The large flowered poppies, with their petals looking like crumpled tissue paper. Poppy seeds are rich in oil, carbohydrates, calcium, and protein and Poppy oil is often used as cooking oil, salad dressing oil, or in products such as margarine.

Most thistles are regarded as "wild flowers" which can spread rapidly in a cultivated garden. But there are a couple of varieties that are known by the name "Cirsium" that can be found in garden centres as they are well behaved and don't try to take over.

Abutilon is a large family of flowering plants in the mallow family, Malvaceae. It is distributed throughout the tropics and subtropics of the Americas, Africa, Asia, and Australia. General common names include Indian mallow and velvetleaf.

Geilston House Garden, Argyll

Mecanopsis is also known asthe Himalayan blue poppy. It is hardy in most of the United Kingdom and it has striking large blue flowers but it probably owes much of its success to the fact that, unlike most Meconopsis, it is perennial.

Geilston Garden near Cardross, on the way to Helensburgh, was created more than two hundred years ago with a date given for it's development of 1797. It was gifted to the National Trust for Scotland over 12 years ago and the Trust and their staff have added greatly to the floral displays in the garden. But much of it was there before they arrived and that undobtedly applies to the small rose garden beside the house.

Plant enthusiasts have selectively bred azaleas for hundreds of years, producing over 10,000 different varieties which are propagated by cuttings. Azaleas are generally slow-growing and do best in well-drained acidic soil and do well in the west of Scotland.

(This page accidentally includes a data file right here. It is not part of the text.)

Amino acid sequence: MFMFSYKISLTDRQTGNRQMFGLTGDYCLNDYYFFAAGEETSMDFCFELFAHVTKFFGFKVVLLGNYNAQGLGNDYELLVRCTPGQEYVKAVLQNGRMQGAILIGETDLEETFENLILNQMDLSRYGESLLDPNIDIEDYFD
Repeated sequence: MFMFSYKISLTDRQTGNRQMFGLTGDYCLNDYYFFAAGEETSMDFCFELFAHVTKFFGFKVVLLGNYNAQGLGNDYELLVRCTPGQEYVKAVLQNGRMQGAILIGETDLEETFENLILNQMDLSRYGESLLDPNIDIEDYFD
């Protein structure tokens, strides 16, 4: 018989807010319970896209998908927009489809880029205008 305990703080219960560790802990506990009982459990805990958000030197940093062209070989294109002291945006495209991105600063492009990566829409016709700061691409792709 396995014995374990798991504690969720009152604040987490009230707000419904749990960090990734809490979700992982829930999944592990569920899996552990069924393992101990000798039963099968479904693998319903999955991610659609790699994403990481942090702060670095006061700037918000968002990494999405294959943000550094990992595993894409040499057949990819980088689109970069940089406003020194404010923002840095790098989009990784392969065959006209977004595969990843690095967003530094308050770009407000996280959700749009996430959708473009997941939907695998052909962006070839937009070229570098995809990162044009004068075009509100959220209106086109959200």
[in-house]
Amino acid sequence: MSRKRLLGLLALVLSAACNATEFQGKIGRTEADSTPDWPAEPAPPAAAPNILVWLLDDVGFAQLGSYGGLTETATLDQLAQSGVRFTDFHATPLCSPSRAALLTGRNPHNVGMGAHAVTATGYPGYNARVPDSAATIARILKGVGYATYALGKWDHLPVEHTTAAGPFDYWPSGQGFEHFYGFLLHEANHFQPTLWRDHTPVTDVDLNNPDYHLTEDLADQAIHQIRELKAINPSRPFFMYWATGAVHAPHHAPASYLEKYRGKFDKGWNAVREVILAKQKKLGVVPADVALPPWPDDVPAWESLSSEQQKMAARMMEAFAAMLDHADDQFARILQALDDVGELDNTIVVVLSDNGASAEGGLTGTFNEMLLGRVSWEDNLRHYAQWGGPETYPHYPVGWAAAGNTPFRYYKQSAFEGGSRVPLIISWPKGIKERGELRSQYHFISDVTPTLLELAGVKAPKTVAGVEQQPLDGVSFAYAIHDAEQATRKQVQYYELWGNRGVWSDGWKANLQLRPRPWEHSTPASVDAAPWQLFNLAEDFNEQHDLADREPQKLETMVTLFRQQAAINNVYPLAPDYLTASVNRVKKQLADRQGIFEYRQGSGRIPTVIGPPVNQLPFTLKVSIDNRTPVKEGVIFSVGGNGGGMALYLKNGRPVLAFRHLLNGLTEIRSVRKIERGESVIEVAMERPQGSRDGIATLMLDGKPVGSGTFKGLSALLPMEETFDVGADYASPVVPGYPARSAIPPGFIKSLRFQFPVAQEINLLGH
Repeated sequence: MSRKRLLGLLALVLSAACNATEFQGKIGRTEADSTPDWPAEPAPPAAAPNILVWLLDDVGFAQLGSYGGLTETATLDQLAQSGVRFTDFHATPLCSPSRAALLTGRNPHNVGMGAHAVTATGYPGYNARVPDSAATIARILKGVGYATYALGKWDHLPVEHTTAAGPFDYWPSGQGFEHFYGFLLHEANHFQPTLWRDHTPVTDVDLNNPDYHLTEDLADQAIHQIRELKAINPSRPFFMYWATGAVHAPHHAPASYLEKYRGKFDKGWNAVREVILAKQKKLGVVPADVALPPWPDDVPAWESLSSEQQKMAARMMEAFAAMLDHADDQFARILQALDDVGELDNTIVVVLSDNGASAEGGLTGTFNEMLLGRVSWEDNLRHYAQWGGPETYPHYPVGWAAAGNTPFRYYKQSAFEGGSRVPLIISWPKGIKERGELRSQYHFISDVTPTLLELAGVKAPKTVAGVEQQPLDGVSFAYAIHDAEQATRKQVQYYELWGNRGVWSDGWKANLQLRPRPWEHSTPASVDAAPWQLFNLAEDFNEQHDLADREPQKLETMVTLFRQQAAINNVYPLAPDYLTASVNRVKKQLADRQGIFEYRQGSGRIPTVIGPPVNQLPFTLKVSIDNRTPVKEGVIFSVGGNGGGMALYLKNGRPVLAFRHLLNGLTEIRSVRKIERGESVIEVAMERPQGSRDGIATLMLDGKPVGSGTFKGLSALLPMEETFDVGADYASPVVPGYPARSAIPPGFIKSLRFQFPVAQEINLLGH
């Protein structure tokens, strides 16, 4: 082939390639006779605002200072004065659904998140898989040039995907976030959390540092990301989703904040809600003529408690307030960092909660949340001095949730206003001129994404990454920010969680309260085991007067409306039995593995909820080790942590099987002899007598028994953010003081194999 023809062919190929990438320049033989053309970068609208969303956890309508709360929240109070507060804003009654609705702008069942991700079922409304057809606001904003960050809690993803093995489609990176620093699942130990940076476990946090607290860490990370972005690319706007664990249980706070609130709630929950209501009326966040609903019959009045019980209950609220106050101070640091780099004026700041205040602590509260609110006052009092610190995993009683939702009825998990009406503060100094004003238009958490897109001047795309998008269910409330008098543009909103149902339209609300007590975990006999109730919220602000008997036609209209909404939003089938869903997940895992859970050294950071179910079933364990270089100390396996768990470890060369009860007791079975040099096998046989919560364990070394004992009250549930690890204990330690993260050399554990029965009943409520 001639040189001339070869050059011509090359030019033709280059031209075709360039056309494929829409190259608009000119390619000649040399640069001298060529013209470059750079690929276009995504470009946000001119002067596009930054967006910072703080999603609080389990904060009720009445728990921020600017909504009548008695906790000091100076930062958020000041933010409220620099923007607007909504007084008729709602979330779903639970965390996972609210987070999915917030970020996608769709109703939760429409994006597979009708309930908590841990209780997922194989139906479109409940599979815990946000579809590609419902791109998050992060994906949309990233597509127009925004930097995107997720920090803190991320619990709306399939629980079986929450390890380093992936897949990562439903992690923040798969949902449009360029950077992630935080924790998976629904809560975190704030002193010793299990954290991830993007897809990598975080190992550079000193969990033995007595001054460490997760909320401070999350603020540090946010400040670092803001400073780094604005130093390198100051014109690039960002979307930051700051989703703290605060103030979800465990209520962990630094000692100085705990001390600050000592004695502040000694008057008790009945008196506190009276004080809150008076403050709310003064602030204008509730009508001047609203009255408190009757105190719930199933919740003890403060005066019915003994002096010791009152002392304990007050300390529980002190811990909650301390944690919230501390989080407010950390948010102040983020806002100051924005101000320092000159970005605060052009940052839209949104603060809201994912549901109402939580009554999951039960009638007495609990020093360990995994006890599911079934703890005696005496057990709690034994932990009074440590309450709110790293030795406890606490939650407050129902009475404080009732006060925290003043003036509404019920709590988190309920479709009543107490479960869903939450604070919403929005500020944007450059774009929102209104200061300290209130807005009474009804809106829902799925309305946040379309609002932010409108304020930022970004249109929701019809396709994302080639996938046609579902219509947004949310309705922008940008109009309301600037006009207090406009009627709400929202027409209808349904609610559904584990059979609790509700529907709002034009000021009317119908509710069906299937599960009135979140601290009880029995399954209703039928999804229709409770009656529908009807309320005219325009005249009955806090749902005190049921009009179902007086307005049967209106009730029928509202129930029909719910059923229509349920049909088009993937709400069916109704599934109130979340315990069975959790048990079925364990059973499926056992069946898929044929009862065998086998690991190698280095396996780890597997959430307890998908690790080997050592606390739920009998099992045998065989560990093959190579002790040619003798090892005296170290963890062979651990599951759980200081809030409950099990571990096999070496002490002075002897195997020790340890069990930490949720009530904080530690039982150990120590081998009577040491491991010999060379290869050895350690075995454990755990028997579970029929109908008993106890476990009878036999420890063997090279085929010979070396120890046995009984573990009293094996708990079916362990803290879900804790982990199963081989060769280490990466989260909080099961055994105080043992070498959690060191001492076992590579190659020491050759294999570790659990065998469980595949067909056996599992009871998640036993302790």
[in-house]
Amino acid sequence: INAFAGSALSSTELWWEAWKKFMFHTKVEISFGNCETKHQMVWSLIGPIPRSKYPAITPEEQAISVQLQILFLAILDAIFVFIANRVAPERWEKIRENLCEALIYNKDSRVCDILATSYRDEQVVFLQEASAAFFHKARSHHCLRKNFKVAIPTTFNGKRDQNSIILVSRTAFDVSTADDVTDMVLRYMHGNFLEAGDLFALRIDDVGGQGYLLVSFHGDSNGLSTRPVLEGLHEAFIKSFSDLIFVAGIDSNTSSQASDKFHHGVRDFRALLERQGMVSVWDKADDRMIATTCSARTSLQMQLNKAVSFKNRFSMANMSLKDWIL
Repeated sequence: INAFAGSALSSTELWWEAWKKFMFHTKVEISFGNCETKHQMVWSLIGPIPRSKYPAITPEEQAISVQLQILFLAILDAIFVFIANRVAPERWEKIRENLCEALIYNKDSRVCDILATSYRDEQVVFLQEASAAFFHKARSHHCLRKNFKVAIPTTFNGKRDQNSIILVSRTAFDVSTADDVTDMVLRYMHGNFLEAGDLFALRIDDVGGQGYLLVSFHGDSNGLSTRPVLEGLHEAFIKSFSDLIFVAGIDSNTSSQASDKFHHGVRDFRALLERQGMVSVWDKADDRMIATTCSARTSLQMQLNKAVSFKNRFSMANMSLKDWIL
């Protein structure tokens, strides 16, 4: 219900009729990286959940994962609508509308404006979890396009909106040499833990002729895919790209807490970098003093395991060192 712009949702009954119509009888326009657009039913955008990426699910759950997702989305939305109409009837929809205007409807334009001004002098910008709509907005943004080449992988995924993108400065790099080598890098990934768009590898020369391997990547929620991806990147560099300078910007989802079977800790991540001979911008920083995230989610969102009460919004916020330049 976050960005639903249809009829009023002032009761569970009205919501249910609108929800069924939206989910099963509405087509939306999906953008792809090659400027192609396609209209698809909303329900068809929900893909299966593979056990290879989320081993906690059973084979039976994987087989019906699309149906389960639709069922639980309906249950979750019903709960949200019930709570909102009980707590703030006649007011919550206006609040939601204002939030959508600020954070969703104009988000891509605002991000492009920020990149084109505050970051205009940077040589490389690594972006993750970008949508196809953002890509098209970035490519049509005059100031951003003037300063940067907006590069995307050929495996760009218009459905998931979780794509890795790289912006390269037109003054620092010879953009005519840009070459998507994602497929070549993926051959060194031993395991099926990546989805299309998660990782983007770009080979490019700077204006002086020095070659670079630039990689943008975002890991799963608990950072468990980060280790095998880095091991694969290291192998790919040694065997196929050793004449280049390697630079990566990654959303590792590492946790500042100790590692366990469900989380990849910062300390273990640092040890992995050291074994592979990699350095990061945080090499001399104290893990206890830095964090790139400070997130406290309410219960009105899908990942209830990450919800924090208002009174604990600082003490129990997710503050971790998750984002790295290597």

With a small stream flowing through the garden at Geilston is the ideal environment for a number of plant including a large number of Iris plants that have spread along the banks of the stream.

A recent addition at Geilston is this gazebo which has been paid for by local members of the Trust. It has been made by a local blacksmith and a hydrangea glade will be grown nearby to provide colour from the seats within the structure.

Here's another colourful azalea which grows in the sheltered wall garden at Geilston.

Hogganfield Loch, Glasgow

A number of Malllards have successfully reared a family in the remoter parts of the loch side. As usual, it is the female Mallard who, after incubating the eggs in her nest, has the sole repomsibility for looking after the youngsters and keep them out of danger. At least, apart from showing them where to forage for food, she doesn't have to keep them nourished - the ducklings have to learn to do that for themselves!

There are usually plenty of Greylag geese at Hogganfield - they shoud return to places like Iceland, Greenland and Russia but many of them seem to stay here all the time. But Canada Geese, Barnacle Geese and Pink-footed Geese are mainly migrants. From time to time, individuals get separated from their main group - such as this Canada Goose (the one on the right, following behind two Greylags. Fortunately such lone birds are usually accepted by their more numerous cousins.

If you want to read the other Diary entries going back to 2009, there is an Index page.

Where else would you like to go in Scotland?

Separator line